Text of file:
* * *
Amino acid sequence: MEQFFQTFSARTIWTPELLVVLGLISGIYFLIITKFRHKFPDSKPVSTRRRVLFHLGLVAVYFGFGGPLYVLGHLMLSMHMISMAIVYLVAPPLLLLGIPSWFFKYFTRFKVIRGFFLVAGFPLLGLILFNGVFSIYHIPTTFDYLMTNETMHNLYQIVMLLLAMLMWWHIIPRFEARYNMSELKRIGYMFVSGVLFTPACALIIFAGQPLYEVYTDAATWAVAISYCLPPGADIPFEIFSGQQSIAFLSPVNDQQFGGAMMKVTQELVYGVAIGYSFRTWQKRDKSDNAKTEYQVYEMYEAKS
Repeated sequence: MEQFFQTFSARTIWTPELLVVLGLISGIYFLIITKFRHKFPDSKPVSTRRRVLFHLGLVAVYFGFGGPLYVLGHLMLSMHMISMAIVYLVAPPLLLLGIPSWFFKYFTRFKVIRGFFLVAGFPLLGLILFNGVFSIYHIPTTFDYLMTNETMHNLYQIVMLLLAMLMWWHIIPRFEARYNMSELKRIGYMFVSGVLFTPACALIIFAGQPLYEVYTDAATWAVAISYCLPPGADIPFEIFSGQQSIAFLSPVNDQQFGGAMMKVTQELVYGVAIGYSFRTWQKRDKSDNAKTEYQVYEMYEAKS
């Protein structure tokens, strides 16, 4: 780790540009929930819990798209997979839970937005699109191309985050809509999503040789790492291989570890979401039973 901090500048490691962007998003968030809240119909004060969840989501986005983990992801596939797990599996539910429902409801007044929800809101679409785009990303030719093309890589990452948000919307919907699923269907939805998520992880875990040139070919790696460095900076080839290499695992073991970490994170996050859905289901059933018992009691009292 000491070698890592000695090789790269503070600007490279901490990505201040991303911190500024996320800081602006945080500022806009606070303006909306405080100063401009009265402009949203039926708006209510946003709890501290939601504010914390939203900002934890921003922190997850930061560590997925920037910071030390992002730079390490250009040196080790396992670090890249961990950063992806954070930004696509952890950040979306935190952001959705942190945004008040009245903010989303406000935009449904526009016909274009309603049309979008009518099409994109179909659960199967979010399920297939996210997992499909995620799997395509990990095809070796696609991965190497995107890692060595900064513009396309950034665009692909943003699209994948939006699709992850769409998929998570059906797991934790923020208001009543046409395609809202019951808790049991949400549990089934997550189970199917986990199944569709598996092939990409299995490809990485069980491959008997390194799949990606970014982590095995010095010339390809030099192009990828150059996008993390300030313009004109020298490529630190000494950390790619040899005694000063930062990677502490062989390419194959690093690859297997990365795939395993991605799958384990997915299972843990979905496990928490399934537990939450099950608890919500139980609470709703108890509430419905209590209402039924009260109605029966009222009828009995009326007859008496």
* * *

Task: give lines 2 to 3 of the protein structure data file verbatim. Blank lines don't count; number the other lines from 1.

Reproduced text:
Repeated sequence: MEQFFQTFSARTIWTPELLVVLGLISGIYFLIITKFRHKFPDSKPVSTRRRVLFHLGLVAVYFGFGGPLYVLGHLMLSMHMISMAIVYLVAPPLLLLGIPSWFFKYFTRFKVIRGFFLVAGFPLLGLILFNGVFSIYHIPTTFDYLMTNETMHNLYQIVMLLLAMLMWWHIIPRFEARYNMSELKRIGYMFVSGVLFTPACALIIFAGQPLYEVYTDAATWAVAISYCLPPGADIPFEIFSGQQSIAFLSPVNDQQFGGAMMKVTQELVYGVAIGYSFRTWQKRDKSDNAKTEYQVYEMYEAKS
């Protein structure tokens, strides 16, 4: 780790540009929930819990798209997979839970937005699109191309985050809509999503040789790492291989570890979401039973 901090500048490691962007998003968030809240119909004060969840989501986005983990992801596939797990599996539910429902409801007044929800809101679409785009990303030719093309890589990452948000919307919907699923269907939805998520992880875990040139070919790696460095900076080839290499695992073991970490994170996050859905289901059933018992009691009292 000491070698890592000695090789790269503070600007490279901490990505201040991303911190500024996320800081602006945080500022806009606070303006909306405080100063401009009265402009949203039926708006209510946003709890501290939601504010914390939203900002934890921003922190997850930061560590997925920037910071030390992002730079390490250009040196080790396992670090890249961990950063992806954070930004696509952890950040979306935190952001959705942190945004008040009245903010989303406000935009449904526009016909274009309603049309979008009518099409994109179909659960199967979010399920297939996210997992499909995620799997395509990990095809070796696609991965190497995107890692060595900064513009396309950034665009692909943003699209994948939006699709992850769409998929998570059906797991934790923020208001009543046409395609809202019951808790049991949400549990089934997550189970199917986990199944569709598996092939990409299995490809990485069980491959008997390194799949990606970014982590095995010095010339390809030099192009990828150059996008993390300030313009004109020298490529630190000494950390790619040899005694000063930062990677502490062989390419194959690093690859297997990365795939395993991605799958384990997915299972843990979905496990928490399934537990939450099950608890919500139980609470709703108890509430419905209590209402039924009260109605029966009222009828009995009326007859008496």